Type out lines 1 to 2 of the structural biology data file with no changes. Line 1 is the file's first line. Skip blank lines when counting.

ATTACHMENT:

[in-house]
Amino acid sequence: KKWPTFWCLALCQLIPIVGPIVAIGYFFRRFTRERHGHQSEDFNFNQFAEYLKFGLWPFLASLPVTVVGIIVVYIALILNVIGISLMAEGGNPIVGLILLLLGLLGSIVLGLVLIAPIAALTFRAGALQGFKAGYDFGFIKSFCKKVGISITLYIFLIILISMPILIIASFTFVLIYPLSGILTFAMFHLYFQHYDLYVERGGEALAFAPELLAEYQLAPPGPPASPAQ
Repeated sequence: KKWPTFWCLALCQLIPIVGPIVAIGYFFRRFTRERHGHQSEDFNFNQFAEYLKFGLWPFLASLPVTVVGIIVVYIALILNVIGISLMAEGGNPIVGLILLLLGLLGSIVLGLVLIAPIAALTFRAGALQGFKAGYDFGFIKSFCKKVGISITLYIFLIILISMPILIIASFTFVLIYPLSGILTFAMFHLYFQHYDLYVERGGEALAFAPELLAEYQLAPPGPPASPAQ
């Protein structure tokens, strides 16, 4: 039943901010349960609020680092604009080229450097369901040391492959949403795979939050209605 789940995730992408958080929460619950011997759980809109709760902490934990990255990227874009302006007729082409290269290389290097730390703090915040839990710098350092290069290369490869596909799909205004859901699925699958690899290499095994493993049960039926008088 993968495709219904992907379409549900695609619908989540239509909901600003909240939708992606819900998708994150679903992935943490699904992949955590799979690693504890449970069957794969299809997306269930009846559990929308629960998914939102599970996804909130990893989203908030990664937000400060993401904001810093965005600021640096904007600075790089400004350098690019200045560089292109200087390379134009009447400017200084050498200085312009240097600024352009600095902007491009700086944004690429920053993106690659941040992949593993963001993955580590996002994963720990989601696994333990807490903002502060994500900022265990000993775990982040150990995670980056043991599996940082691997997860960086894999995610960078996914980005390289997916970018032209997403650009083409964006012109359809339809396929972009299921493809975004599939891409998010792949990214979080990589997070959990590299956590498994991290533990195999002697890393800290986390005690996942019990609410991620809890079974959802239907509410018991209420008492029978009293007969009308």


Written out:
[in-house]
Amino acid sequence: KKWPTFWCLALCQLIPIVGPIVAIGYFFRRFTRERHGHQSEDFNFNQFAEYLKFGLWPFLASLPVTVVGIIVVYIALILNVIGISLMAEGGNPIVGLILLLLGLLGSIVLGLVLIAPIAALTFRAGALQGFKAGYDFGFIKSFCKKVGISITLYIFLIILISMPILIIASFTFVLIYPLSGILTFAMFHLYFQHYDLYVERGGEALAFAPELLAEYQLAPPGPPASPAQ